• May 26th 2009 at 2:00PM
  • 26
Since our first encounter with General Motors' HCCI (homogeneous charge compression ignition) engines in August 2007, the powertrain research engineers at GM's Tech Center in Warren, MI have continued plugging away at the technology, trying to turn it into a marketable reality. The basic premise of compression ignition is simple. Based on the Ideal gas law (PV=nRT), if you decrease the volume of a particular quantity of air, the temperature rises to the point where fuel will spontaneously combust.

The hard part is controlling the pressure, temperature and air/fuel mixtures precisely enough to manage that combustion without causing excess noise and engine damage. When we first tried the HCCI prototypes a couple of years ago, the engines had a fairly narrow band of HCCI operation with the engine running in basic spark ignition mode the rest of the time. Thanks to a newly developed mixed-mode HCCI feature and external EGR, the engines can now run in HCCI from idle all the way to 60 mph.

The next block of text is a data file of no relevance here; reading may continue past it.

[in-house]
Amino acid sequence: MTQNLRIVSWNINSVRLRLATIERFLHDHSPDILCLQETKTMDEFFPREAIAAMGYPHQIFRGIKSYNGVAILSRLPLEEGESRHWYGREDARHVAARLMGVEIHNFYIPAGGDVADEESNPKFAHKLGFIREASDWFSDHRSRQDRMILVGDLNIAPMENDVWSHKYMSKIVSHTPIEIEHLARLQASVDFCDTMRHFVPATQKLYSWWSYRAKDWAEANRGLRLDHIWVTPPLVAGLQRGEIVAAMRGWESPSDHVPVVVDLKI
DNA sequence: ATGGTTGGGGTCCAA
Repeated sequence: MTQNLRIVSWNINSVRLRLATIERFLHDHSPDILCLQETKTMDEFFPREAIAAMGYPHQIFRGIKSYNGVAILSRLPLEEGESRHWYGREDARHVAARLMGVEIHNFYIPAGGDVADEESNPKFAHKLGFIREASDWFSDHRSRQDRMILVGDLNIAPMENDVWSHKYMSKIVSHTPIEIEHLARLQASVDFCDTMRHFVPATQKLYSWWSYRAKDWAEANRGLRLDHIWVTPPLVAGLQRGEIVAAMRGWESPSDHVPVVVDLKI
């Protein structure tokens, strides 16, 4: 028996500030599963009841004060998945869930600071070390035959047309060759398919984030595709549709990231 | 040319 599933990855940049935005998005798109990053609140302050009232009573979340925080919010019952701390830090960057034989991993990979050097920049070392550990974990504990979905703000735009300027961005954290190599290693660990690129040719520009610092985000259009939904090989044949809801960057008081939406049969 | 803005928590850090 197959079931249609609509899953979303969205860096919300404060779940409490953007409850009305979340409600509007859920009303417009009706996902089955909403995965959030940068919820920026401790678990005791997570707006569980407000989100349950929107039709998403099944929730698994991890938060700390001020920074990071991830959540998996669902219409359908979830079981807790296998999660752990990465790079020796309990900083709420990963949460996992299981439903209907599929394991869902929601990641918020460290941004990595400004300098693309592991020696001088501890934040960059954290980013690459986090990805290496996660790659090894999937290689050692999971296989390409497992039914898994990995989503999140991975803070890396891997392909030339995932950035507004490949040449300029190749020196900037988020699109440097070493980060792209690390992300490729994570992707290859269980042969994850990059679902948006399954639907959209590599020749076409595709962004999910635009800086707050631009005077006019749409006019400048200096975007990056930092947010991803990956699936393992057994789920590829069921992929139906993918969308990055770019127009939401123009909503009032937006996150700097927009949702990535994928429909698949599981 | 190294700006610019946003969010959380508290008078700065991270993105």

We had a chance to drive a Saturn Aura with an HCCI engine based on the 2.2-liter EcoTec four-cylinder around the streets near the Tech Center. The engine ran smoothly and transitions between HCCI and spark ignition really couldn't be felt. The only indication of a transition was a slight ringing sound over the first couple of power cycles after transition.

The basic hardware for a production HCCI engine is in place now, with the only new piece of hardware being a combustion chamber pressure sensor. GM is continuing to work on the control software to make this a robust system and even adapting the homogeneous charge and pressure sensors to diesel engines to reduce NOx emissions. GM says that HCCI engines can achieve about a 15% improvement in fuel efficiency compared to a similar spark ignition engine – at a much lower cost than a hybrid. The automaker hopes to have HCCI engines in production in about five years.